from The American Heritage® Dictionary of the English Language, 4th Edition

  • n. One who has made a legally valid will before death.

from Wiktionary, Creative Commons Attribution/Share-Alike License

  • n. One who dies having made a legally valid will.

from the GNU version of the Collaborative International Dictionary of English

  • n. A man who makes and leaves a will, or testament, at death.

from The Century Dictionary and Cyclopedia

  • n. One who makes a will or testament; one who has made a will or testament and dies leaving it in force.

from WordNet 3.0 Copyright 2006 by Princeton University. All rights reserved.

  • n. a person who makes a will


Middle English testatour, from Anglo-Norman, from Latin testātor, from testārī, to make one's will; see testament.
(American Heritage® Dictionary of the English Language, Fourth Edition)
From Latin testator ("one who makes a will, in Late Latin also one who bears witness"), from testari ("to bear witness, make a will"); see testament. (Wiktionary)


  • "A very great one," replied Parlamente, "when the testator is in his sound senses, and not raving."

    The Heptameron of Margaret, Queen of Navarre

  • He here condescended in the presence of his disciples to publish his last will and testament, and (which many a testator is shy of) lets them know what legacies he had left them, and how well they were secured, that they might have strong consolation.

    Commentary on the Whole Bible Volume V (Matthew to John)

  • He was met with the response that the testator was a mariner at sea (in fact, he was a pilot on the Manchester ship canal).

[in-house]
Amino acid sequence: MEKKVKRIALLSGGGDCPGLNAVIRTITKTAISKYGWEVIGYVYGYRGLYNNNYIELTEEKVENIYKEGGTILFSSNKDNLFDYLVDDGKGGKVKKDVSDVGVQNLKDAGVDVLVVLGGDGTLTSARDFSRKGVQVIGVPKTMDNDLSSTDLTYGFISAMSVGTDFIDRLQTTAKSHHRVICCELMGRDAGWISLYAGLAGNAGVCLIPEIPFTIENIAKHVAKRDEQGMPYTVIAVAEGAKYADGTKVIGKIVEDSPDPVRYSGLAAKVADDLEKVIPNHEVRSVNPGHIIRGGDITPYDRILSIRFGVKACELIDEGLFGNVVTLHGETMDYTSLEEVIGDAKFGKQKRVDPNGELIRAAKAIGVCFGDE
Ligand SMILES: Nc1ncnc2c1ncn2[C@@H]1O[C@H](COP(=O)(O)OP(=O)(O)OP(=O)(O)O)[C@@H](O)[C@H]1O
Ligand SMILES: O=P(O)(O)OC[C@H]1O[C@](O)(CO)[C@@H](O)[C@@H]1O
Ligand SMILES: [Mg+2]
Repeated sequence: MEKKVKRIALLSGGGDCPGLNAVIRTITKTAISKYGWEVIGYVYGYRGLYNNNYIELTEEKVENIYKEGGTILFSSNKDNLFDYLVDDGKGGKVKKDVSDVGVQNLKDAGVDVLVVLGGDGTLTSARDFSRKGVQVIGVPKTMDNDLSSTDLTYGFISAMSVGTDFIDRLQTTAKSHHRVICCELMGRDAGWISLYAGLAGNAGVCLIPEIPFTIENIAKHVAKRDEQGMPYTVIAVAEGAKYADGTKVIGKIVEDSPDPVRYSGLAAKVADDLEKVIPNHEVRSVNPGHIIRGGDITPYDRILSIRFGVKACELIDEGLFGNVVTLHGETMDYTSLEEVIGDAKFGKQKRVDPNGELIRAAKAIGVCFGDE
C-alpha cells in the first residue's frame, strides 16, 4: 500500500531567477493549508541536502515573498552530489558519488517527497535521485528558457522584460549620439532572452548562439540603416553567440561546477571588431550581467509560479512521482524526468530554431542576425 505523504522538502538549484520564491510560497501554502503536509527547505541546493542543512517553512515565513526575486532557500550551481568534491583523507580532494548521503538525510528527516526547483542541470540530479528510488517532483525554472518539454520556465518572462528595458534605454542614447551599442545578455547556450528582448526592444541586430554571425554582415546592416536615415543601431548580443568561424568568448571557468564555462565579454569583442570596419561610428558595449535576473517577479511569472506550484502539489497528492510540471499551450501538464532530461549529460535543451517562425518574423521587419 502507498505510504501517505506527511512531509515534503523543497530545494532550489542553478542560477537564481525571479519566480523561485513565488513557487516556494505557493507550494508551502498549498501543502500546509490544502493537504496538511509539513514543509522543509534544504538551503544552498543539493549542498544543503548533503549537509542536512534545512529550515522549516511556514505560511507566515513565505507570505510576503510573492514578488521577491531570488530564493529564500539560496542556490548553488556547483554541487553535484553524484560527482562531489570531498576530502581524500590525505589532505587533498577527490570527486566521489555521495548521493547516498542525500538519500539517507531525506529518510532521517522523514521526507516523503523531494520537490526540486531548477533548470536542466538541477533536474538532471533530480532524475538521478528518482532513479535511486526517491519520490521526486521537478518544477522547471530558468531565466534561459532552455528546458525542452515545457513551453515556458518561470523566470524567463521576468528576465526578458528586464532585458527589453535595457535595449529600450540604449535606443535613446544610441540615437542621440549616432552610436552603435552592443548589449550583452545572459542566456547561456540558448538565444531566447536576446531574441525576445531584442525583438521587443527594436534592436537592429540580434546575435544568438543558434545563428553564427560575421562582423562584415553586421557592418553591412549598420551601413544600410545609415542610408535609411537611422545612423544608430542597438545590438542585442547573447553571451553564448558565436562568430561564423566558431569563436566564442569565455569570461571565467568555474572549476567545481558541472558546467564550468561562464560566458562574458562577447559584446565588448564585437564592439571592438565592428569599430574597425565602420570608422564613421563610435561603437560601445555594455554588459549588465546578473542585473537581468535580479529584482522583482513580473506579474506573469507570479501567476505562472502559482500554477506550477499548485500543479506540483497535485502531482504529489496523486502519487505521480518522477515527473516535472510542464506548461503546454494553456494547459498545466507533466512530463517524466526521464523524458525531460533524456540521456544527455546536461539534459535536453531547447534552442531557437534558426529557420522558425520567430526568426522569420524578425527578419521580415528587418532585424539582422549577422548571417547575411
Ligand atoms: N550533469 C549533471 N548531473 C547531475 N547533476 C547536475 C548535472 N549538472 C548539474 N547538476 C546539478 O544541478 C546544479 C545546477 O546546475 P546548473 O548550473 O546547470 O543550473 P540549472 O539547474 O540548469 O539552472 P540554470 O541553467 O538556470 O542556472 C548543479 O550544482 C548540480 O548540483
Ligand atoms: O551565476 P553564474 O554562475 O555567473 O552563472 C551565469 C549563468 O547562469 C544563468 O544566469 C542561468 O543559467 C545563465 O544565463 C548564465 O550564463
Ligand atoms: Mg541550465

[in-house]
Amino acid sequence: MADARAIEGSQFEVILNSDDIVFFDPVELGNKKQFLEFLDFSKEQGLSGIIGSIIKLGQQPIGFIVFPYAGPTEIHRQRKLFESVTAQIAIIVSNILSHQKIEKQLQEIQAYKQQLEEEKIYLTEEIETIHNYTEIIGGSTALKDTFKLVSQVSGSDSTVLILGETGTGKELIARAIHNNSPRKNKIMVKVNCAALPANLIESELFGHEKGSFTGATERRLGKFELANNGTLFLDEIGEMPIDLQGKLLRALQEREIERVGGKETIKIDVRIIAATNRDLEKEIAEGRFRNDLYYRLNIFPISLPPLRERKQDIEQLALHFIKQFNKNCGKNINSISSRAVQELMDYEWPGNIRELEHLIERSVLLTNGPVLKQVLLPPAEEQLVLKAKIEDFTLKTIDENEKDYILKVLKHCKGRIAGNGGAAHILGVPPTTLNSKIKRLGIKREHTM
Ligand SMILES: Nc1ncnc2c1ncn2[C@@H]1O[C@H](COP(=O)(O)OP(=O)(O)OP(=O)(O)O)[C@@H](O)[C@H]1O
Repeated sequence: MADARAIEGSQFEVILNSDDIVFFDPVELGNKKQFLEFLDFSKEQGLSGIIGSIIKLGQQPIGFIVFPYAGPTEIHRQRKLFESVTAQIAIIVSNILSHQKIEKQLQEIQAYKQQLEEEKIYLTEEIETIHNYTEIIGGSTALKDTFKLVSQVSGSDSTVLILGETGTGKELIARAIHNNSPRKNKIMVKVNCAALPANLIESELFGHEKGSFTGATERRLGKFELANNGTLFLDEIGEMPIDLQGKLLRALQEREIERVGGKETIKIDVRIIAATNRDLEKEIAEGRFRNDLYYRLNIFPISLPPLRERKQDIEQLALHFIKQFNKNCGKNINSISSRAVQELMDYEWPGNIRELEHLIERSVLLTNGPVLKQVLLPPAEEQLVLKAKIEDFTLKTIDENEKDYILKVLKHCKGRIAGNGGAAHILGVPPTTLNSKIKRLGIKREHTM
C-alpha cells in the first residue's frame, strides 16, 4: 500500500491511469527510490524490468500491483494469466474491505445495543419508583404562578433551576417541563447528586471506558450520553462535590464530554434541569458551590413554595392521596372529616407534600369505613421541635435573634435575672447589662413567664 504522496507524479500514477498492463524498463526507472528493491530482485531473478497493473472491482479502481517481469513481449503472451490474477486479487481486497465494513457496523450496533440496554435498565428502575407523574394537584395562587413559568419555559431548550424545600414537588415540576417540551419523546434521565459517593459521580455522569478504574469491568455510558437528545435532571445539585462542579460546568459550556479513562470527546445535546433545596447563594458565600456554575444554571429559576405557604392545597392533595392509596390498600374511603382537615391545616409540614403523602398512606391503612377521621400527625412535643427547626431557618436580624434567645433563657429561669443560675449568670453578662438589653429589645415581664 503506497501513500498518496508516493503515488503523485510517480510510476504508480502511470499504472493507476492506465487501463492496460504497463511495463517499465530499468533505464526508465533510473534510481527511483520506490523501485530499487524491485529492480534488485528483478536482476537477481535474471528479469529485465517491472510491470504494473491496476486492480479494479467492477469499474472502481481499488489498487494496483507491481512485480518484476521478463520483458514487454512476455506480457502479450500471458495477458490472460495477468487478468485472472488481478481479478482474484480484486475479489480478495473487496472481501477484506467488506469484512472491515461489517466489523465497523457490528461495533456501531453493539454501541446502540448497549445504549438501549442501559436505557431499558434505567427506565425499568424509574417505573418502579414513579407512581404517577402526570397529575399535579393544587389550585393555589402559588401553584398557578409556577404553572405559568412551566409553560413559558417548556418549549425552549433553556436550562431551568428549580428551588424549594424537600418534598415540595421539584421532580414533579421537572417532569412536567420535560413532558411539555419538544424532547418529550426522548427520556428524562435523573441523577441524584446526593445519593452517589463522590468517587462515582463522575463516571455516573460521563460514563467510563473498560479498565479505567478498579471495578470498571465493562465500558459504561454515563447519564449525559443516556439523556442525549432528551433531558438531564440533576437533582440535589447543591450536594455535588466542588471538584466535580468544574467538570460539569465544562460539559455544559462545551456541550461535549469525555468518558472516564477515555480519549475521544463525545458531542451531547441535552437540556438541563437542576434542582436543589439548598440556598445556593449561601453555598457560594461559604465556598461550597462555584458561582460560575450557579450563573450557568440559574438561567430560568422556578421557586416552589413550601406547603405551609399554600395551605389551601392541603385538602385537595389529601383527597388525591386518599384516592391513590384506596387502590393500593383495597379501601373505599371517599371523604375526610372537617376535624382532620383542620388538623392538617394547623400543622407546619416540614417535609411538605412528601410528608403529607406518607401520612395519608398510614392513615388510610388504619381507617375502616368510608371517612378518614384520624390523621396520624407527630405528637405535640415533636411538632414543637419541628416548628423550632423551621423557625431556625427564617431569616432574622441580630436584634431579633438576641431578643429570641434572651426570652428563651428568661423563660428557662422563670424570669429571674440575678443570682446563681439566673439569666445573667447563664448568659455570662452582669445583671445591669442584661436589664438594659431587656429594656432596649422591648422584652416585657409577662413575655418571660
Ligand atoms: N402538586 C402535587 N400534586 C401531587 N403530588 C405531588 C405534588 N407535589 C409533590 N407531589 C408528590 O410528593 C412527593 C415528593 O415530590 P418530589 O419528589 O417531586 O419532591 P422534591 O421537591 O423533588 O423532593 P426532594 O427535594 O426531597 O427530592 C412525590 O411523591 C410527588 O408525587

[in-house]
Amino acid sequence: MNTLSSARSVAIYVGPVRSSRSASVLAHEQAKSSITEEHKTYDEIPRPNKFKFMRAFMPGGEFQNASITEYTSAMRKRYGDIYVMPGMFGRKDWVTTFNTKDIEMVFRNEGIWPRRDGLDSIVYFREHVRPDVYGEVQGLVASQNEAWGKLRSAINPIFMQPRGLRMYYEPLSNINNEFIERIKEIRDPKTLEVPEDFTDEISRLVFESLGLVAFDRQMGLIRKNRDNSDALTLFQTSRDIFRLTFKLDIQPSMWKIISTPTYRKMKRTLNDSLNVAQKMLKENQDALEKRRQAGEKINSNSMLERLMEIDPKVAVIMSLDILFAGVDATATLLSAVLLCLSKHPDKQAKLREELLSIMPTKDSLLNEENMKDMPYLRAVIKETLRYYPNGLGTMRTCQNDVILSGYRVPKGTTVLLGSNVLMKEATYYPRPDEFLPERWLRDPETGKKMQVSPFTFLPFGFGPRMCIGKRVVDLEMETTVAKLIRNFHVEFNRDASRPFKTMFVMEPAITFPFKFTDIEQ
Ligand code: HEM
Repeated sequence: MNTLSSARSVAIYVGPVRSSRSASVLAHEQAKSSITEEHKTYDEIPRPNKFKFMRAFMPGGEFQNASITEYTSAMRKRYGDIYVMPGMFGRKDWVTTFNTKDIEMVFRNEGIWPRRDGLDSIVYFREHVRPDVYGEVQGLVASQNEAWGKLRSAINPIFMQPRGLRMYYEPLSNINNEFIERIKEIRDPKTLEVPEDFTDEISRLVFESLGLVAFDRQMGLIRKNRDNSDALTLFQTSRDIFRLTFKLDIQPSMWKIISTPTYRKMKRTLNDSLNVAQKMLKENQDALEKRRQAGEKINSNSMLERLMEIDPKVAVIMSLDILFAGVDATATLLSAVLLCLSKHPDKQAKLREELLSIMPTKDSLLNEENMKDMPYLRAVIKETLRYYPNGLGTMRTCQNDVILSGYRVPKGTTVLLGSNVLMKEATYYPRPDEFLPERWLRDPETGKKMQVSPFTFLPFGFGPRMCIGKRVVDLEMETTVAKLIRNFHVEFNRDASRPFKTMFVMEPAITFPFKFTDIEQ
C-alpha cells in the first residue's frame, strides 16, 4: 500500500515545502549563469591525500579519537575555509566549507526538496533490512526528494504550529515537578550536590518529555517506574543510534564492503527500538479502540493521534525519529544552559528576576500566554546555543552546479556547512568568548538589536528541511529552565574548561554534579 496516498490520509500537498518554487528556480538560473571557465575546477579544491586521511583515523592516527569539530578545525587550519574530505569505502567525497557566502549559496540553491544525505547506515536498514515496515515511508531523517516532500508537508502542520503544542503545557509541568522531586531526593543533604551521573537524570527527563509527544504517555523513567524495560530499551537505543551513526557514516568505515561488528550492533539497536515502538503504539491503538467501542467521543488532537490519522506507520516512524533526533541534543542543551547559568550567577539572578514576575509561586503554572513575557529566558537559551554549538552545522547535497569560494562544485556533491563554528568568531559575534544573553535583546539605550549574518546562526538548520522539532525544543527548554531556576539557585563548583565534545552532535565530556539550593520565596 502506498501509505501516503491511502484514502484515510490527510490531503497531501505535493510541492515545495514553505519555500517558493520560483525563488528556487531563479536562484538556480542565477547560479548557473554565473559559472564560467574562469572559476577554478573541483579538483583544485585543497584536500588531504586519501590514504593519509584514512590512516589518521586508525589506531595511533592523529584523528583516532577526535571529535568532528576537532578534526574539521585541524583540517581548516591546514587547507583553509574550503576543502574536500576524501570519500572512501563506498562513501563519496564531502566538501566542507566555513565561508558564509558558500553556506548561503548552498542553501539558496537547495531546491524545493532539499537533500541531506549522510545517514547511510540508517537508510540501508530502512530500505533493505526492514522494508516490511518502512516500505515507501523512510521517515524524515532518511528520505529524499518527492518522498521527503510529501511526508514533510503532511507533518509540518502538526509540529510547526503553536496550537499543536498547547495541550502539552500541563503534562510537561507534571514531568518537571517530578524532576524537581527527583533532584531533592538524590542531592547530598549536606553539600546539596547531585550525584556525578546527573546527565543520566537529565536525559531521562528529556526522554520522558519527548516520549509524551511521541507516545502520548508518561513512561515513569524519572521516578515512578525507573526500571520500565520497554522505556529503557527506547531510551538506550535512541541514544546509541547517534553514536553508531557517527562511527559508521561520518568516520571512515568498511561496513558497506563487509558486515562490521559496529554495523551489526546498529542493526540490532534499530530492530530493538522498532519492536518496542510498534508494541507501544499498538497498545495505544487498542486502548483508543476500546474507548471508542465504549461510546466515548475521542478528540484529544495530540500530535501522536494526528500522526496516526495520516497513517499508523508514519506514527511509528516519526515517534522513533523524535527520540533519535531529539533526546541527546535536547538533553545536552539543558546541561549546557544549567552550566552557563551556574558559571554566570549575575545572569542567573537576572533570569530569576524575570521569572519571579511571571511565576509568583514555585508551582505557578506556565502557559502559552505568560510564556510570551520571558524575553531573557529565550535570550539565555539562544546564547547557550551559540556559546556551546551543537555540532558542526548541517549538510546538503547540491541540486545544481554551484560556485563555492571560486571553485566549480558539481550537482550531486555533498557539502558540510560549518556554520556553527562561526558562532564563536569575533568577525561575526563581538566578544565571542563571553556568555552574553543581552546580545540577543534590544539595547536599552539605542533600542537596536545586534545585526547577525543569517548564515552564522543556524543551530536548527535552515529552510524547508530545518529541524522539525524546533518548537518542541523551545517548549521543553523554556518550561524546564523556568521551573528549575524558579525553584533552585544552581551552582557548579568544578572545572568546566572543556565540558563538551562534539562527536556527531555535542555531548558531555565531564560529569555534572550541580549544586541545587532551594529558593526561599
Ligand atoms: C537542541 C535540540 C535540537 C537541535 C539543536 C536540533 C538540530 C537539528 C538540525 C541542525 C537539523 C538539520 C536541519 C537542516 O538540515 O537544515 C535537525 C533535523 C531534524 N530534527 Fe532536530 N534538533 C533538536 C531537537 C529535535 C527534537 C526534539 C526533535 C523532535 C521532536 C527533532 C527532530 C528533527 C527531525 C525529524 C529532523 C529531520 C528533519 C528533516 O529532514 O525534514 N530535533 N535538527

Also Good for Omelets

  • {198} In a note on the Will, Mr. Maddison says, “The testator was the second son of Robert Dighton (of St.rton), by his wife, Joyce St. Paul (a lady of another very old and well-connected county family).”

    Records of Woodhall Spa and Neighbourhood Historical, Anecdotal, Physiographical, and Archaeological, with Other Matter

  • The testator is a man of ample means, without any responsibilities to fetter his movements, and has been in the constant habit of traveling, often into remote and distant regions.

    The Eye of Osiris

  • Supposing then that the testator died within a year, but that a condition, subject to which the heir was instituted, was not fulfilled within the year, would it be feigned that the testator was a soldier at the date of his decease, and the testament consequently upheld? and this question we answer in the affirmative.

    The Institutes of Justinian

  • It is therefore, at least, not improbable that the testator was a native of Lincolnshire.

    Notes and Queries, Number 35, June 29, 1850 A Medium of Inter-communication for Literary Men, Artists, Antiquaries, Genealogists, etc

  • The Author has had recourse to every means within his reach to assure himself of the genuineness of this document, and to ascertain (p. 378) that the testator was the William Gascoyne [339] who was Chief Justice of the King's Bench.

    Henry of Monmouth, Volume 1 Memoirs of Henry the Fifth

  • Her Baltimore ancestor's will is extant, has been examined by Old Mortality's great-grandson, and announces in a kind of preamble that the testator was a native of Donegal; his Christian name was William ( "Notes and Queries," Fourth Series, vol.vii. p. 219, and Fifth Series, August, 1874).

    Old Mortality, Complete

  • Her Baltimore ancestor’s will is extant, has been examined by Old Mortality’s great-grandson, and announces in a kind of preamble that the testator was a native of Donegal; his Christian name was William (“Notes and Queries,” Fourth

    Old Mortality


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